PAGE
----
The Hitchhiker's Guide to the Galaxy

Original radio series

The first radio series of six episodes (called "Fits" after the names of the sections of Lewis Carroll's nonsense poem "The Hunting of the Snark")[10] was broadcast in 1978 on BBC Radio 4. Despite a low-key launch of the series (the first episode was broadcast at 10:30 pm on Wednesday, 8 March 1978), it received generally good reviews and a tremendous audience reaction for radio.[11] A one-off episode (a "Christmas special") was broadcast later in the year. The BBC was in the practice, at the time, of commissioning "Christmas Special" episodes for popular radio series, and while an early draft of this episode of The Hitchhiker's Guide had a Christmas-related plotline, it was decided to be "in slightly poor taste" and the episode as transmitted served as a bridge between the two series.[12] This episode was released as part of the second radio series and, later, The Secondary Phase on cassettes and CDs. The Primary and Secondary Phases were aired, in a slightly edited version, in the United States on NPR Playhouse.

The first series was repeated twice in 1978 alone and many more times in the next few years. This led to an LP re-recording, produced independently of the BBC for sale, and a further adaptation of the series as a book. A second radio series, which consisted of a further six episodes, and bringing the total number of episodes to 12, was broadcast in 1980.

The radio series (and the LP and TV versions) greatly benefited from the narration of noted comedy actor Peter Jones as The Book. He was cast after it was decided that a "Peter-Jonesy" sort of voice was required. This led to a three-month search for an actor who sounded exactly like Peter Jones, which was, ultimately unsuccessful, leading to the producers having to reluctantly, and expensively, hire Peter Jones as the 'Peter Jonesy' kind of voice originally looked for.

The series was also notable for its use of sound, being the first comedy series to be produced in stereo. Adams said that he wanted the programme's production to be comparable to that of a modern rock album. Much of the programme's budget was spent on sound effects, which were largely the work of Paddy Kingsland (for the pilot episode and the complete second series) and Dick Mills and Harry Parker (for the remaining episodes (2–6) of the first series). The fact that they were at the forefront of modern radio production in 1978 and 1980 was reflected when the three new series of Hitchhiker's became some of the first radio shows to be mixed into four-channel Dolby Surround. This mix was also featured on DVD releases of the third radio series.

The theme tune used for the radio, television, LP and film versions is "Journey of the Sorcerer", an instrumental piece composed by Bernie Leadon and recorded by The Eagles on their album One of These Nights. Only the transmitted radio series used the original recording; a sound-alike cover by Tim Souster was used for the LP and TV series, another arrangement by Joby Talbot was used for the 2005 film, and still another arrangement, this time by Philip Pope, was recorded to be released with the CDs of the last three radio series. Apparently, Adams chose this song for its futuristic-sounding nature, but also for the fact that it had a banjo in it, which, as Geoffrey Perkins recalls, Adams said would give an "on the road, hitch-hiking feel" to it.[13]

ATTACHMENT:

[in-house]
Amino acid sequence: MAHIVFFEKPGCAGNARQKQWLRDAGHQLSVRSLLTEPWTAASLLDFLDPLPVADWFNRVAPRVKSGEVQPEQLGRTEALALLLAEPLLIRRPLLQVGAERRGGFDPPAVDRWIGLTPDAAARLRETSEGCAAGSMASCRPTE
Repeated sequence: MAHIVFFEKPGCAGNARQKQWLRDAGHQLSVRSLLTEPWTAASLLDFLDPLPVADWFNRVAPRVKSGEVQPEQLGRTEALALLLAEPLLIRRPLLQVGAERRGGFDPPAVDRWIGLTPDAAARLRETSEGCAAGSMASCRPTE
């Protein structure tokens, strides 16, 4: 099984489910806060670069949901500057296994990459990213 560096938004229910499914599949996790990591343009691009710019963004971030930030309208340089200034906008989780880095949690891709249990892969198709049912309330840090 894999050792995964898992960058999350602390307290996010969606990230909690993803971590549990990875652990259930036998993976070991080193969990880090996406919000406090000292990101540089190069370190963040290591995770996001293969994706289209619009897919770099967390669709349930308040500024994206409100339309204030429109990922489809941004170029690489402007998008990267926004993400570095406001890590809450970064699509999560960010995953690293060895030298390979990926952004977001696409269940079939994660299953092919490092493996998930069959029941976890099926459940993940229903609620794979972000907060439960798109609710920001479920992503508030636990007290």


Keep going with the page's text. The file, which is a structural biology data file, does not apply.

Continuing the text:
The twelve episodes were released (in a slightly edited form, removing the Pink Floyd music and two other tunes "hummed" by Marvin when the team land on Magrathea) on CD and cassette in 1988, becoming the first CD release in the BBC Radio Collection. They were re-released in 1992, and at this time Adams suggested that they could retitle Fits the First through Sixth as "The Primary Phase" and Fits the Seventh through Twelfth as "The Secondary Phase" instead of just "the first series" and "the second series".[14] It was about at this time that a "Tertiary Phase" was first discussed with Dirk Maggs, adapting Life, the Universe and Everything, but this series would not be recorded for another ten years.[15]

The audience survey reaction report at the time actually reported a very split reaction – people hated it, or loved it. The decision to commission the second series was backed by management gut instincts rather than clear metrics.

Main cast:

  • Simon Jones as Arthur Dent
  • Geoffrey McGivern as Ford Prefect
  • Susan Sheridan as Trillian
  • Mark Wing-Davey as Zaphod Beeblebrox
  • Stephen Moore as Marvin, the Paranoid Android
  • Richard Vernon as Slartibartfast
  • Peter Jones as The Book

This content is from Wikipedia. GradeSaver is providing this content as a courtesy until we can offer a professionally written study guide by one of our staff editors. We do not consider this content professional or citable. Please use your discretion when relying on it.